Huntington’s disease is a genetic disorder characterized by progressive degeneration of the nerve cells in the brain. The symptoms of the disease usually develop in the middle age. In a smaller number of people, the ailment develops at a later age or in the childhood.
The disease manifests through movement disorders, cognitive impairment, depression and other psychiatric disorders.Huntington’s disease is incurable. Treatments help to manage the symptoms of the disease to enable a patient to adapt to the physical changes.
Treatment Options For Huntington’s Disease
Treatment For Movement Problems
The involuntary jerking movement in Huntington’s disease patients can be lessened with tetrabenazine and antipsychotic drugs. However, intake of these drugs can cause serious side effects. Tetrabenazine might worsen depression and the psychiatric symptoms of the ailment. It is also linked to restlessness, drowsiness, insomnia and nausea.
The antipsychotic drugs, although safe for the mental health of the patient, can increase muscle rigidity and aggravate involuntary muscle contraction. These medications are complemented with physical and
A physical therapist teaches the Huntington’s disease patients to perform simple exercises that improve muscle strength, enhance flexibility and increase mobility. By improving muscle coordination and balance, exercises protect a Huntington’s disease patient from falls.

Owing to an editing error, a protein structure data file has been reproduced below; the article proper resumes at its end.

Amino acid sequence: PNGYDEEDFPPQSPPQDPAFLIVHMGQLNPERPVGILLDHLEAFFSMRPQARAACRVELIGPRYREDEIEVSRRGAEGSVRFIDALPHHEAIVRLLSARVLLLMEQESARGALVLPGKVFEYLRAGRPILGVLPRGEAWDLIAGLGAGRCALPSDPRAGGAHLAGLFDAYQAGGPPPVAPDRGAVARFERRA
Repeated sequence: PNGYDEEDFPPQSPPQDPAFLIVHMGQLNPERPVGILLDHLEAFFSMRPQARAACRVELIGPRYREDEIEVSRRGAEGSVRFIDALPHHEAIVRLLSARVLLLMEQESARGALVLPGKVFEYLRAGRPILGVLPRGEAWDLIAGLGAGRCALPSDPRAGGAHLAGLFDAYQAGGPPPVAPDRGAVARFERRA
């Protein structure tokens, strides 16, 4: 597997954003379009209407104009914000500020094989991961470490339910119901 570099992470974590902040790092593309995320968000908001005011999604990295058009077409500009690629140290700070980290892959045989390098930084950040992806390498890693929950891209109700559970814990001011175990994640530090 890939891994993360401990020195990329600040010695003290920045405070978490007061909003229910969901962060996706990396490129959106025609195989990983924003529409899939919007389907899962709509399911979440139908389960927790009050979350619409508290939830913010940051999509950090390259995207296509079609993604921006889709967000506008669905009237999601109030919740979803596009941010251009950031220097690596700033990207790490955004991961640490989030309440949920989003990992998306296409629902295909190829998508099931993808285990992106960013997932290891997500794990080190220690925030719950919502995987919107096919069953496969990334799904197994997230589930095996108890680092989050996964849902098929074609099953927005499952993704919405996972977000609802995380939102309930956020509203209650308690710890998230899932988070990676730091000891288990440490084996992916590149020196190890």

Treatment For Psychiatric Problems
The psychiatric symptoms of Huntington’s disease are treated with antidepressants, antipsychotic drugs and mood-stabilizing drugs. Prolonged consumption of these drugs may stimulate gastrointestinal problems and increase tremor.
Usually medications are combined with psychotherapy to enable a patient to cope with the psychiatric disorders developing from break down of the nerve cells in the brain. A psychotherapist helps the patient to manage behavioral problems by improving communication with family and the caregiver.
People suffering from Huntington’s disease are unable to control the muscles of the throat and the mouth. This severely impairs their ability to speak, eat and swallow. A speech-language pathologist evaluates the severity of the swallowing and speech problems of a patient.
The therapist assists in developing strategies that can improve communication. The speech-language pathologist also recommends various feeding techniques and changes in the consistency of the diet to ease swallowing.
There has not been extensive research on the effectiveness of plant products in treating Huntington’s disease. Among the different plant compounds that researchers have studied, fisetin has shown some promise in slowing down the motor disorders in Huntington’s disease process.
Fisetin occurs naturally in strawberry. The plant compound is blessed with neuroprotective and anti-inflammatory properties that can prevent degeneration of the neurons. Researchers believe that fisetin is effective only at the earliest stage of the ailment, before the symptoms appear.
Difficulty in eating and swallowing causes calorie deficiency in people with Huntington’s disease. To enable a diseased person to meet the recommended calorie requirement, a Huntington’s disease patient should be given small meals several times a day. Select foods that are easy to chew and swallow.
Avoid hard foods such as nuts and foods that tend to break into separate sections while chewing such as raw tomatoes or bacons. Protein shakes, custards, gravies and sauces are usually suitable for Huntington’s disease patients. Using utensils specially designed for people with movement disorders reduce the risk of choking.